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Minority Communities in Israel:
Black Hebrews


Minority Communities: Table of Contents | Israeli Arabs | Christians


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Note: The Black Hebrews are not Ethiopian Jews.

The Black Hebrews, a sect whose full name is "The Original African Hebrew Israelite Nation of Jerusalem," have two centers of activity: Chicago and Dimona. About 2,500 members, led by Ben Ami Carter, live in Israel — most of them in Dimona, and the rest in Arad and Mitzpe Ramon, with some others residing in other parts of the country.

The Black Hebrews believe that they are descended from the ten lost tribes of Israel. They live according to their own special rules of conduct. Polygamy is permitted and birth control is forbidden. Their leaders decree who will marry whom, performing the weddings and approving annulments. Their dietary laws prohibit the eating of meat, dairy products, eggs and sugar; members who are caught consuming these foods are punished. Members must adopt Hebraic names in place of their former "slave names." According to Black Hebrew custom, the woman's responsibilities focus on child­rearing and other family obligations. The Black Hebrews' closed society is isolated from the mainstream and all infractions of their rules are severely punished.

The first Black Hebrews began arriving in Israel in 1969, entering the country on temporary visas that were periodically renewed. In the meantime, the Chief Rabbinate of Israel declared that the Black Hebrews were not Jews, and therefore the sect's members were not entitled to Israeli citizenship under the Law of Return. Nevertheless, the Black Hebrew population in Dimona continued to grow due to their high birthrate and because many of them, some with criminal backgrounds, illegally entered Israel using various forms of subterfuge. The Government of Israel avoided deporting the Black Hebrew members who lived in the country illegally, but at the same time also refrained from granting the Black Hebrews citizenship or permanent residency. During the tension that developed during the 1970s and especially the 1980s, some members of the sect engaged in anti­Israel activity and propaganda, aligning themselves with anti­Semitic groups. They claimed that the white Jews were "imposters," and that they, the Black Hebrews, were the rightful inheritors of the land of Israel.

The Black Hebrews acquired legal status in an agreement reached with the Israel Ministry of the Interior in May 1990. According to that agreement, the Black Hebrews were initially granted tourist status with a B/1 visa that entitled them to employment; a year later they were given temporary resident status (A/5) for a period of five years. At the end of the five-year period, in 1995, their status was extended for another three years. At the beginning of 2004, the interior minister granted them residency, which does not carry mandatory military service.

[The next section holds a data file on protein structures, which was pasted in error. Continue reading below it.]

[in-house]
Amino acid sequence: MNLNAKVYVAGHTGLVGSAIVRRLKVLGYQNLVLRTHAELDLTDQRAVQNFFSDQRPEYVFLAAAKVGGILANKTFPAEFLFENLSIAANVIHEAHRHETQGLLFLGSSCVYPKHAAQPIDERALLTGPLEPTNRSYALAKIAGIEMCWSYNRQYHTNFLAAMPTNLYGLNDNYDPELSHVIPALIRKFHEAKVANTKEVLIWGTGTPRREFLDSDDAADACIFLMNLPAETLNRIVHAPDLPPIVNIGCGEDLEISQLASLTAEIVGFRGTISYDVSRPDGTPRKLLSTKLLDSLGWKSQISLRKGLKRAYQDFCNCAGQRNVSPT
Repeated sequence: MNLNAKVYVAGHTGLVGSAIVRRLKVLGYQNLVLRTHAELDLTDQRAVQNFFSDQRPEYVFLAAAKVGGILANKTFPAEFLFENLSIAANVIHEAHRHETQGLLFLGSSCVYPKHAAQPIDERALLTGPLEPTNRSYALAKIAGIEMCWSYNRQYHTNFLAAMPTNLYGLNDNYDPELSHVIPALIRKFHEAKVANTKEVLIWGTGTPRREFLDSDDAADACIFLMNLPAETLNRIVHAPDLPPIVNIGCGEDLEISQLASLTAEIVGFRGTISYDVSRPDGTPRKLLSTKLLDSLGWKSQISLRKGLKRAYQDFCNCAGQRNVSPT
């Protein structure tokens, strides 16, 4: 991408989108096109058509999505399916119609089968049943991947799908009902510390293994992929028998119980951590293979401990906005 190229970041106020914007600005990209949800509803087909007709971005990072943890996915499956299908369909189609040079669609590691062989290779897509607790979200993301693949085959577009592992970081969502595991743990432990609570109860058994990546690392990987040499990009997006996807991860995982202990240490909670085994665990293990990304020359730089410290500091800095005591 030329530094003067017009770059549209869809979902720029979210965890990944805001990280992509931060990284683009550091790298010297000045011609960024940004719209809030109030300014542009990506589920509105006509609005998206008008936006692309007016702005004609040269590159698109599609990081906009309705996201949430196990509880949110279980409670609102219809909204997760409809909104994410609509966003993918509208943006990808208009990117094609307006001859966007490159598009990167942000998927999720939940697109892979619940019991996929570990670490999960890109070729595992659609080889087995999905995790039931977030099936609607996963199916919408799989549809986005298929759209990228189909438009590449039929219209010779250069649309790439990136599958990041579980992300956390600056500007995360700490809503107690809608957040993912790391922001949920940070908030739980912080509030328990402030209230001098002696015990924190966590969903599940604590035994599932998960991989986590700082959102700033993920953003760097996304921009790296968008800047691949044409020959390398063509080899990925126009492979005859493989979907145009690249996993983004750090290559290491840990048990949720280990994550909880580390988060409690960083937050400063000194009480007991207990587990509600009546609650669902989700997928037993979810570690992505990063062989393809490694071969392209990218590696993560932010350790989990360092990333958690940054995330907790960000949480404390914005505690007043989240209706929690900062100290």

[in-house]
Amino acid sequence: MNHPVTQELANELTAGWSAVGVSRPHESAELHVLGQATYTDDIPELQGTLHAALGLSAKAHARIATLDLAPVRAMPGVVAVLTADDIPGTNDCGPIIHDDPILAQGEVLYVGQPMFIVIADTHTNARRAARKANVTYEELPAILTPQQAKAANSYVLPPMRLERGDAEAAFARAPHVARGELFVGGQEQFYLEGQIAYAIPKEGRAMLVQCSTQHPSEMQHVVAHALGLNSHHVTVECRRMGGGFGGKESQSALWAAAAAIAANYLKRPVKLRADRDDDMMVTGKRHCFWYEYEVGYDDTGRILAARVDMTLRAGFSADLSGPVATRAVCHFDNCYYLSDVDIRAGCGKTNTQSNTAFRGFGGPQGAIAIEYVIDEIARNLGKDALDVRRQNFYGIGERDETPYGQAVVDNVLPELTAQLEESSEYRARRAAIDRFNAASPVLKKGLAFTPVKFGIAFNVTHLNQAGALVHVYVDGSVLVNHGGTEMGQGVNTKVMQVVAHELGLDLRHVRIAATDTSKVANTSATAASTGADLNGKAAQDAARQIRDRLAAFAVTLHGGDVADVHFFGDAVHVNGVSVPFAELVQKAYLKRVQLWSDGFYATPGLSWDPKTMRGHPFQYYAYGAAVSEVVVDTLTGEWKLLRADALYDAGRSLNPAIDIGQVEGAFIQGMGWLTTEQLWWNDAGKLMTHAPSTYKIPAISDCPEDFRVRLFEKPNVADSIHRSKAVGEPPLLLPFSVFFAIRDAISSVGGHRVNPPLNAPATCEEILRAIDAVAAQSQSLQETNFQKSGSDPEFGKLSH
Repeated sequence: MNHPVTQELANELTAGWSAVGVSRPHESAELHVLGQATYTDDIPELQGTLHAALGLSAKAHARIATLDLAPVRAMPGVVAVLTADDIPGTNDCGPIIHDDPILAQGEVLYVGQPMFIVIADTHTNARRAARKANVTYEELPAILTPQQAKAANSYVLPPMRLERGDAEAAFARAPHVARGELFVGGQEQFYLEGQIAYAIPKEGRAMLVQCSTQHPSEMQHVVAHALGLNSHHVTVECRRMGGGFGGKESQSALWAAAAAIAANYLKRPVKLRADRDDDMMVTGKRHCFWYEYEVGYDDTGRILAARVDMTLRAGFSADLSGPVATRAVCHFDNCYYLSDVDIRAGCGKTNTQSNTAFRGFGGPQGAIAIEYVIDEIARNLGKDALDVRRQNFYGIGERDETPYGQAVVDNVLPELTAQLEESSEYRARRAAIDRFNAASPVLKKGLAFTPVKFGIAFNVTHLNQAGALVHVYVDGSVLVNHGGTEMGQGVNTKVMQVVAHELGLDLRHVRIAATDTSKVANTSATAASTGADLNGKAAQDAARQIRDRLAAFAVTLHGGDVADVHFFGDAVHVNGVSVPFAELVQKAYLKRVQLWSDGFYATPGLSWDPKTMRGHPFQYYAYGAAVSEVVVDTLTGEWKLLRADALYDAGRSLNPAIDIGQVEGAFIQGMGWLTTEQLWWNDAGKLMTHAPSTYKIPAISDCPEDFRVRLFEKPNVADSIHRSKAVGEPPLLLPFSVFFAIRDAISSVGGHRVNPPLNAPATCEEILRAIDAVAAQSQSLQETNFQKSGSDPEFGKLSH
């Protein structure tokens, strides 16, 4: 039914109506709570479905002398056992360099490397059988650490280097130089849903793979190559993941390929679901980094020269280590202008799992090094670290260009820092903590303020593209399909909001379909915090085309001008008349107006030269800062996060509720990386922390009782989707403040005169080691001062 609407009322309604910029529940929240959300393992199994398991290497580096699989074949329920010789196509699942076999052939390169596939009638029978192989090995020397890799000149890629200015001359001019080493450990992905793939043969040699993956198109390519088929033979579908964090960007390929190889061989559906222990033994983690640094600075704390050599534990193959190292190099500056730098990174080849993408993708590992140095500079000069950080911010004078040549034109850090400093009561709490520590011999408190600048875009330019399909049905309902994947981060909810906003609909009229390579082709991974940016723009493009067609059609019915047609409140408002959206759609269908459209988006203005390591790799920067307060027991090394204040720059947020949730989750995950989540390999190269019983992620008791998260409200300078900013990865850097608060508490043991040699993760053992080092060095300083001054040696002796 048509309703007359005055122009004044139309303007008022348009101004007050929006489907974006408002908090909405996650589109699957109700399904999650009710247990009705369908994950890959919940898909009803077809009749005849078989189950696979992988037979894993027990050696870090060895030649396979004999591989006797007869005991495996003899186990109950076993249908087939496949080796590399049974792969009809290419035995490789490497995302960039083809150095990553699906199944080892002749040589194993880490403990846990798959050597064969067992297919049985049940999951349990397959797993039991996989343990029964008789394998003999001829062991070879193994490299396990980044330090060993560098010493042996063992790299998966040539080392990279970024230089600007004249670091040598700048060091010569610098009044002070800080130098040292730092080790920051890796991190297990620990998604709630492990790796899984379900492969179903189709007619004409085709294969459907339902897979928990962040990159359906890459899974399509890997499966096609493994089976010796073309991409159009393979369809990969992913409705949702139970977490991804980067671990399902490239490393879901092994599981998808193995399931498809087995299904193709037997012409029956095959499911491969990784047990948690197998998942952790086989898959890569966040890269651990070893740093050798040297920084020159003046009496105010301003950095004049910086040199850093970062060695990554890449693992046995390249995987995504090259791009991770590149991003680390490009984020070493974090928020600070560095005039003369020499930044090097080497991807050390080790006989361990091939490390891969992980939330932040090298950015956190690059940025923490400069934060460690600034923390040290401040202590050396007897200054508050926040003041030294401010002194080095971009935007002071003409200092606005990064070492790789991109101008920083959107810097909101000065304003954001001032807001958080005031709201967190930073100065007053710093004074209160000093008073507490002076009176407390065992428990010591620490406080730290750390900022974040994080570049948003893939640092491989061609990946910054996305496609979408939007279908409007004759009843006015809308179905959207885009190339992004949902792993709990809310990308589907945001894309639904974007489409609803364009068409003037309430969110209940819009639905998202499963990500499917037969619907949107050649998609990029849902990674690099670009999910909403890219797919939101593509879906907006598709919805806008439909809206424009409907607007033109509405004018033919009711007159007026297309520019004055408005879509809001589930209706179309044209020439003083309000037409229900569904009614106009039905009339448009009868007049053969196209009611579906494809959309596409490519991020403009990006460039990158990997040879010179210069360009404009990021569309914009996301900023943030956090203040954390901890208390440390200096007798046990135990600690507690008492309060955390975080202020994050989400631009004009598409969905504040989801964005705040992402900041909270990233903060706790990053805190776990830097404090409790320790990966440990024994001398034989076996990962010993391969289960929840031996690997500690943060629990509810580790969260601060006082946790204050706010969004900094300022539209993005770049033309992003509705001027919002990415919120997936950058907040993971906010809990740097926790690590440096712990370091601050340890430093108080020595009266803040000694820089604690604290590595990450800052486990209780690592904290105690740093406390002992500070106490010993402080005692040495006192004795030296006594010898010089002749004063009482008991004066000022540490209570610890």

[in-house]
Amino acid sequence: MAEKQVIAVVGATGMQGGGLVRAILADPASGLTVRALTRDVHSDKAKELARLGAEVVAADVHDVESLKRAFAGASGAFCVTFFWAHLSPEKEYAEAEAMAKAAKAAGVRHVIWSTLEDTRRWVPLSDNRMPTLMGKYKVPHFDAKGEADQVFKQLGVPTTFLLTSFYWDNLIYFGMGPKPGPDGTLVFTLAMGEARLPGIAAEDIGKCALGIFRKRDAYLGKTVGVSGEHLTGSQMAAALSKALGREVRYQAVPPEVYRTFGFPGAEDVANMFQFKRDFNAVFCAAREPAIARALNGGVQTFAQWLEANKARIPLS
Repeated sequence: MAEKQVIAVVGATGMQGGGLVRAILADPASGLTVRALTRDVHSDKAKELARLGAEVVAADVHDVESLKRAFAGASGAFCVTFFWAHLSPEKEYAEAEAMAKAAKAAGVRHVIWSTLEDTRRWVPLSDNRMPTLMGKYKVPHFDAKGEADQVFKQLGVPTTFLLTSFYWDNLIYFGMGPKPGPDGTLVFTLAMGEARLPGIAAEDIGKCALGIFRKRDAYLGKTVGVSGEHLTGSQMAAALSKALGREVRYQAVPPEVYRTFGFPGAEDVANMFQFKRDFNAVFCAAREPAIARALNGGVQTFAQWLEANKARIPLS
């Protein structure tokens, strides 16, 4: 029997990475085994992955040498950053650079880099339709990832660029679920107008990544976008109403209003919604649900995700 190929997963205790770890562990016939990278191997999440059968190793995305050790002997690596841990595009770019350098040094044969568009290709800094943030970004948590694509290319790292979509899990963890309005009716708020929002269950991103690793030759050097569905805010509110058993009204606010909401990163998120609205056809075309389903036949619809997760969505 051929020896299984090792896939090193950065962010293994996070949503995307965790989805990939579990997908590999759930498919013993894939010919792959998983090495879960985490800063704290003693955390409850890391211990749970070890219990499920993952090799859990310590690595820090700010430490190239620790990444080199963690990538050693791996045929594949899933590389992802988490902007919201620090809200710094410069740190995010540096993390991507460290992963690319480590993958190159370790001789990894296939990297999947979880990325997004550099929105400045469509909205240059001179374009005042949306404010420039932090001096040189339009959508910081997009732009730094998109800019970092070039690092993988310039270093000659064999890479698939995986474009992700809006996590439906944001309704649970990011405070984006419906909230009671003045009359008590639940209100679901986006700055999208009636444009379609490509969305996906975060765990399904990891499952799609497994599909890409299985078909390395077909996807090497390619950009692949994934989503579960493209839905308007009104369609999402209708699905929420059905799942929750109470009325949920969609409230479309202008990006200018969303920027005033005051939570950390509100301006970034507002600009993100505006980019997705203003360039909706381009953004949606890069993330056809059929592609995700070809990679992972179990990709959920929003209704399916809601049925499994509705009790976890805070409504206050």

Currently they receive two special benefits:

A. They are entitled to stipends paid by Israel's National Insurance Institute (social security)-such as child support, assistance to the disabled, aid for the elderly, supplemental income, etc. Indeed, 830 members of the sect are receiving such benefits from the NII.

B. The Israel Ministry of Education assists and subsidizes the operation of a school for the Black Hebrew children. Today the school serves 700 pupils who study in 14 classes. The U.S. Congress has assisted this school by appropriating $1 million, half of which was designated for constructing the school facility.

The Black Hebrews derive their income from their famous choir, their seamsters' workshop, which provides the sect with its colorful clothing, and from their vegetarian restaurant in Arad's commercial center, with an adjacent factory for vegetarian food products.

The first member of the Black Israelite community to enlist in the IDF, Uriahu Butler, was inducted into the army July 29, 2004. By the end of 2006, more than 100 of their youth, girls and boys, joined the military. Their enlistment process was complicated by the community's strict vegan dietary traditions, which extend to wearing all-cotton clothes and a ban on leather shoes. The community agreed to comply with IDF requirements and the IDF agreed to allow Israelite soldiers to wear cloth shoes instead of army-issue boots; the congregation will forgo the stricture regarding cotton clothing.

Presently, the community operates a vegan eatery in Tel Aviv; their musicians perform across Israel and around the world, touring the US, Europe and Africa either solely with their own members or as a part of other Israeli groups. They have created their own music genre, which they call Songs of Deliverance, and produce CDs.

In sports the Black Hebrews have represented Israel at home and in Europe in track and field and national softball events, including the Maccabiah games. Their students have represented Israel in international academic competitions. Twice they have represented Israel in Eurovision, the international music competition.

In February 2005, in conjunction with the Southern Christian Leadership Conference, the civil rights organization established by civil rights icon, Dr. Martin Luther King Jr., the Black Hebrews opened the Dr. Martin Luther King/SCLC – Ben Ammi Institute for a New Humanity, a conflict resolution center in Dimona to teach holistic non-violence and reconciliation to families, communities, faiths and nations. Their story is a testimony of the great growth and maturity of the State of Israel and its people.


Sources: Israeli Foreign Ministry; Haaretz, (July 30, 2004)

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